(B) Method Two. – Transaction Value of Identical Goods. – Where the dutiable value cannot be determined under method one, the dutiable value shall be the transaction value of identical goods sold for export to the Philippines and exported at or about the same time as the goods being valued. "Identical goods" shall mean goods which are the same in all respects, including physical characteristics, quality and reputation. Minor differences in appearances shall not preclude goods otherwise conforming to the definition from being regarded as identical.
(C) Method Three. – Transaction Value of Similar Goods. – Where the dutiable value cannot be determined under the preceding method, the dutiable value shall be the transaction value of similar goods sold for export to the Philippines and exported at or about the same time as the goods being valued. "Similar goods" shall mean goods which, although not alike in all respects, have like characteristics and like component materials which enable them to perform the same functions and to be commercially interchangeable. The quality of the goods, their reputation and the existence of a trademark shall be among the factors to be considered in determining whether goods are similar.
If the dutiable value still cannot be determined through the successive application of the two immediately preceding methods, the dutiable value shall be determined under method four or, when the dutiable value still cannot be determined under that method, under method five, except that, at the request of the importer, the order of application of methods four and five shall be reversed: Provided, however, That if the Commissioner of Customs deems that he will experience real difficulties in determining the dutiable value using method five, the Commissioner of Customs may refuse such a request in which event the dutiable value shall be determined under method four, if it can be so determined.
(D) Method Four. – Deductive Value. – The dutiable value of the imported goods under this method shall be the deductive value which shall be based on the unit price at which the imported goods or identical or similar imported goods are sold in the Philippines, in the same condition as when imported, in the greatest aggregate quantity, at or about the time of the importation of the goods being valued, to persons not related to the persons from whom they buy such goods, subject to deductions for the following:
(1) Either the commissions usually paid or agreed to be paid or the additions usually made for profit and general expenses in connection with sales in such country of imported goods of the same class or kind;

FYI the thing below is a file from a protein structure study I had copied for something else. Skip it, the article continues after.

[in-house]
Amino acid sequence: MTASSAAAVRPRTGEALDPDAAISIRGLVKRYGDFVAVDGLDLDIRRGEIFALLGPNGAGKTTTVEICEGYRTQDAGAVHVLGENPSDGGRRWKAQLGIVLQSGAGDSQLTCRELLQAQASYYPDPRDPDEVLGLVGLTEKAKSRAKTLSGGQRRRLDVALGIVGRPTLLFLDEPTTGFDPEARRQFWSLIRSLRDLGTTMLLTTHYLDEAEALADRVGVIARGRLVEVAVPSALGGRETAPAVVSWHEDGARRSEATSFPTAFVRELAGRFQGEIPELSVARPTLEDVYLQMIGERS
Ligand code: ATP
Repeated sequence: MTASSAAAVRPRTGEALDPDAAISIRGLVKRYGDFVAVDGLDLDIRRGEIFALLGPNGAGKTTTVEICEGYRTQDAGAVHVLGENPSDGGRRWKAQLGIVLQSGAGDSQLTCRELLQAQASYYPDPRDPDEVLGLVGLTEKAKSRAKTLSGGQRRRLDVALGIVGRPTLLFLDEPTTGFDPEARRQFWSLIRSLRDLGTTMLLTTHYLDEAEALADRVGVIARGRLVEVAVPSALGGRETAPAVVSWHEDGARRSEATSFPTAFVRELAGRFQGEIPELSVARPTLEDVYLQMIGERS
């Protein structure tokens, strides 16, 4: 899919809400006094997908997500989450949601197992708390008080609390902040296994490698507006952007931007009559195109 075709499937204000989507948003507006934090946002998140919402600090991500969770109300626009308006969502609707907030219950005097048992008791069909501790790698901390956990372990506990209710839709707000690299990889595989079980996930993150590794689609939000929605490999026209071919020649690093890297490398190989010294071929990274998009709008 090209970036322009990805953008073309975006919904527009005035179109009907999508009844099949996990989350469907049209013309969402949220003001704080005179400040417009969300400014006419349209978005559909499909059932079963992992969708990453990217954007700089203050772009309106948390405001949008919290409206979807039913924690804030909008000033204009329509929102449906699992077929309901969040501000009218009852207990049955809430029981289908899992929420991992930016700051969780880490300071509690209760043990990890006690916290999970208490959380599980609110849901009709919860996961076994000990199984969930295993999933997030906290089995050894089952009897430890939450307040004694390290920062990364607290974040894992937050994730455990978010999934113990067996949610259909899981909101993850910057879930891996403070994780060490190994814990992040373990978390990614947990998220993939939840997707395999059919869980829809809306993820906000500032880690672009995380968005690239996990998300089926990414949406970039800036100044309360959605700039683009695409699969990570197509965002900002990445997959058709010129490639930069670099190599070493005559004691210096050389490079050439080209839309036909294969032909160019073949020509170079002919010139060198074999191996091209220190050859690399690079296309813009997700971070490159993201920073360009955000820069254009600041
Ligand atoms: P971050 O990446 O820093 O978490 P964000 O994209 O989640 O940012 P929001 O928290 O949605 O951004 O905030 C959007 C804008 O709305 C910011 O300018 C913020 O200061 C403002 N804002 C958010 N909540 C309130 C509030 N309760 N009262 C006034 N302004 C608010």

(2) The usual costs of transport and insurance and associated costs incurred within the Philippines; and
(3) Where appropriate, the costs and charges referred to in subsection (A) (3), (4) and (5); and
(4) The customs duties and other national taxes payable in the Philippines by reason of the importation or sale of the goods.
If neither the imported goods nor identical nor similar imported goods are sold at or about the time of importation of the goods being valued in the Philippines in the conditions as imported, the customs value shall, subject to the conditions set forth in the preceding paragraph hereof, be based on the unit price at which the imported goods or identical or similar imported goods sold in the Philippines in the condition as imported at the earliest date after the importation of the goods being valued but before the expiration of ninety (90) days after such importation.
If neither the imported goods nor identical nor similar imported goods are sold in the Philippines in the condition as imported, then, if the importer so requests, the dutiable value shall be based on the unit price at which the imported goods, after further processing, are sold in the greatest aggregate quantity to persons in the Philippines who are not related to the persons from whom they buy such goods, subject to allowance for the value added by such processing and deductions provided under Subsections (D)(1), (2), (3) and (4) hereof.
(E) Method Five. – Computed Value. – The dutiable value under this method shall be the computed value which shall be the sum of:
(1) The cost or the value of materials and fabrication or other processing employed in producing the imported goods;
(2) The amount for profit and general expenses equal to that usually reflected in the sale of goods of the same class or kind as the goods being valued which are made by producers in the country of exportation for export to the Philippines;
(3) The freight, insurance fees and other transportation expenses for the importation of the goods;
(4) Any assist, if its value is not included under paragraph (1) hereof; and
(5) The cost of containers and packing, if their values are not included under paragraph (1) hereof.